On February 1, the Commercial Affairs Department (CAD) and Monetary Authority of Singapore (MAS) announced that they had seized a “large number” of bank accounts over possible money-laundering offenses tied to debt-ridden state investment fund 1 Malaysia Development Berhad (1MDB). The Singapore authorities also confirmed that the city-state was “cooperating closely” with relevant authorities in Malaysia, Switzerland, and the United States in the ongoing investigation of the so-called 1MDB scandal, which has implicated Malaysian prime minister Najib Razak.
Coming just a week after Malaysia’s Attorney General Apandi Ali cleared Najib of wrongdoing for accepting payments of over $680 million from Saudi royals, the news has dealt a blow to Malaysian government efforts to contain the scandal.
Meanwhile, Swiss authorities on January 30 said that they had found “serious indications” that about $4 billion may have been misappropriated from Malaysian state companies into 1MDB. The Swiss Attorney-General Michael Lauber said in a statement that “small portion” of the money was transferred to accounts held in Switzerland by former Malaysian public officials and current officials of the United Arab Emirates.
The attorney general’s office said that it is examining allegations of criminal activity from 2009 to 2013 relating to PetroSaudi International Ltd., a Saudi oil company; SRC International Sdn Bhd, a unit of Malaysia’s Finance Ministry; Malaysian companies Genting Group and Tanjong PLC; and a joint venture between 1MDB and an Abu Dhabi sovereign-wealth fund called the Abu Dhabi Malaysia Investment Company.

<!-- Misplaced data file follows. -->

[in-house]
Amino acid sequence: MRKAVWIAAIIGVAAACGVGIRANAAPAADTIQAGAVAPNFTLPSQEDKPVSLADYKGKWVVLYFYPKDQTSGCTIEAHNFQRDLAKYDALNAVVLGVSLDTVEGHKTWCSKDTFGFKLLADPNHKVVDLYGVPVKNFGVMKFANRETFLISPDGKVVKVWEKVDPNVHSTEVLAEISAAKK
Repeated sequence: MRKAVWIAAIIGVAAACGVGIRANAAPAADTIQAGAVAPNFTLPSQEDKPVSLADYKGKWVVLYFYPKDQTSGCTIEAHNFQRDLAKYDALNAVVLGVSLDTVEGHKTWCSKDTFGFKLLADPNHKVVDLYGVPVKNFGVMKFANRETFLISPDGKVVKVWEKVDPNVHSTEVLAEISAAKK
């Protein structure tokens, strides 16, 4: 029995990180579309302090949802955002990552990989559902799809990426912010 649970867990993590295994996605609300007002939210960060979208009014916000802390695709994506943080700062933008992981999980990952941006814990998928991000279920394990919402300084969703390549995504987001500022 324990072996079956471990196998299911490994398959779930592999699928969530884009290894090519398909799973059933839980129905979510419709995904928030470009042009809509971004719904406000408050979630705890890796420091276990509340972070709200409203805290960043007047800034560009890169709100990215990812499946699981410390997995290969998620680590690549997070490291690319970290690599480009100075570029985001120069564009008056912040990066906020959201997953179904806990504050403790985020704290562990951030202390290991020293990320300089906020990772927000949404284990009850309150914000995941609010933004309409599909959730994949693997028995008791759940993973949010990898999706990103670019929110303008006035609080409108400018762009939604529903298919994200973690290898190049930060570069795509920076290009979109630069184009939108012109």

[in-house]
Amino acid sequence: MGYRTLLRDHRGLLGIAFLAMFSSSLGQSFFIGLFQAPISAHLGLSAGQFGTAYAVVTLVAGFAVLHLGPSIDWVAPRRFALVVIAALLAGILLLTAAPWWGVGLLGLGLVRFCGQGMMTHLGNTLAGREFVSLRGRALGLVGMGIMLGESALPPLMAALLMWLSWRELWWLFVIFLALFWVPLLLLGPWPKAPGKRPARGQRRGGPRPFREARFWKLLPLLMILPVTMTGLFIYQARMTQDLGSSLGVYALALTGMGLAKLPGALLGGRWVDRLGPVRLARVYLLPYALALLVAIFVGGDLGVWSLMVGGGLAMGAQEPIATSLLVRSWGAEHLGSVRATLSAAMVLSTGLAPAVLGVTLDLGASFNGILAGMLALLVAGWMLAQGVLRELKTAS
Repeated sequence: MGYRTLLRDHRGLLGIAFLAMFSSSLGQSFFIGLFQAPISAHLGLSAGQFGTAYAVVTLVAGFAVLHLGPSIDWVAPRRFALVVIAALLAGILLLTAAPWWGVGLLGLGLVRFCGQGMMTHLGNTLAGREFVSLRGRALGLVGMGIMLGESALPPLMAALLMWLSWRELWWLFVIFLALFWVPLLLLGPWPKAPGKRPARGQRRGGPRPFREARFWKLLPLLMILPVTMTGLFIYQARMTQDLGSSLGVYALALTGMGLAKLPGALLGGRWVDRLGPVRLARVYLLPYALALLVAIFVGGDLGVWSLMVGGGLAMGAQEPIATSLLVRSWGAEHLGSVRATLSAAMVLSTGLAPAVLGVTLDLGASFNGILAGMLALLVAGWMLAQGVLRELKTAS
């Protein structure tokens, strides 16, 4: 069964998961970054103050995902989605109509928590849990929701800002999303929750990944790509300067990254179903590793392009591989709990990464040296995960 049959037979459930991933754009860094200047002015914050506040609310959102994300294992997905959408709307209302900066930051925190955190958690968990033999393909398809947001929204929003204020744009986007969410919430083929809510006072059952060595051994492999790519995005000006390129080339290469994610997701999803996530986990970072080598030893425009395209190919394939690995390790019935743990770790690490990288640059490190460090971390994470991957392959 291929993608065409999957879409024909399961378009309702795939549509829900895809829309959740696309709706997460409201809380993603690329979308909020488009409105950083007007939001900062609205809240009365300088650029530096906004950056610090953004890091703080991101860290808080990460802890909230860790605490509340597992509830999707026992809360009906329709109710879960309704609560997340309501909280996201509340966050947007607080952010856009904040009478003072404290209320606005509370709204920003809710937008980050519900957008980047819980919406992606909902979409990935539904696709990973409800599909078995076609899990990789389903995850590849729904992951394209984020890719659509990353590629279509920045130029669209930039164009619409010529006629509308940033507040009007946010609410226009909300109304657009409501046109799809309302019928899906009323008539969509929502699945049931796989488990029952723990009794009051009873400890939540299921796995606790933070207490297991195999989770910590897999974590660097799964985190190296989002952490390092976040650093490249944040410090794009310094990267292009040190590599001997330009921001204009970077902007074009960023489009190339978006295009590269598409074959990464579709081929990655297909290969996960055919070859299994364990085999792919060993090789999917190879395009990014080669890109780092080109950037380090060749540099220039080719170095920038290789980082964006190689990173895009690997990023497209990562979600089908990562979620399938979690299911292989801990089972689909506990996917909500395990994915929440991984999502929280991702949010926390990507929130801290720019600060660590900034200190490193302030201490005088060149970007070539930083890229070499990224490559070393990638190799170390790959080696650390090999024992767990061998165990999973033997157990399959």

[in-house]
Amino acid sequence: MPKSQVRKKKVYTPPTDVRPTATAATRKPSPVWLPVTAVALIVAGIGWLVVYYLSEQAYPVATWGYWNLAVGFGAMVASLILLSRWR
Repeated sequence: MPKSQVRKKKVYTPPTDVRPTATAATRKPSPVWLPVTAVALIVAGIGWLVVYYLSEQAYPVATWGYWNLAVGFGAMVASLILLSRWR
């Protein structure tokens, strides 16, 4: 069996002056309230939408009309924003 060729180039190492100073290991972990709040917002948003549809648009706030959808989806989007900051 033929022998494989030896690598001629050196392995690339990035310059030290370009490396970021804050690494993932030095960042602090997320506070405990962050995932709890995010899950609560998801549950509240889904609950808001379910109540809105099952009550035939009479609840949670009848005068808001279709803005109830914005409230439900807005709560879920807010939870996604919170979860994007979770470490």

In response, Apandi, the attorney-general, responded on January 30 saying that he would cooperate with his Swiss counterpart. Apandi also stressed that the investigations relating to 1MDB were not the same case as Najib’s political donations. Apandi declared the investigation into Najib closed since no evidence for criminal wrongdoing has been found.
Meanwhile, Malaysia’s deputy prime minister, Ahmad Zahid Hamidi, criticized Swiss Attorney-General Lauber for making his findings and his requests for Malaysia’s cooperation public. The Office of the Attorney-General of Switzerland said that it regarded Zahid’s remarks as a “political statement” and would not be responding to it.
The ongoing investigations reinforce the fact that the case is not closed on the 1MDB scandal abroad, even if the Malaysian government wants it to be at home. Malaysian opposition MP Tony Pua, who sits on the parliamentary Public Accounts Committee, has urged the government to cooperate with any foreign investigation into 1MDB, saying that the investigations will “go a long way toward identifying the culprits behind the RM50 billion monster scandal but also removing the perception that the Malaysian AG was biased in favor of the prime minister.”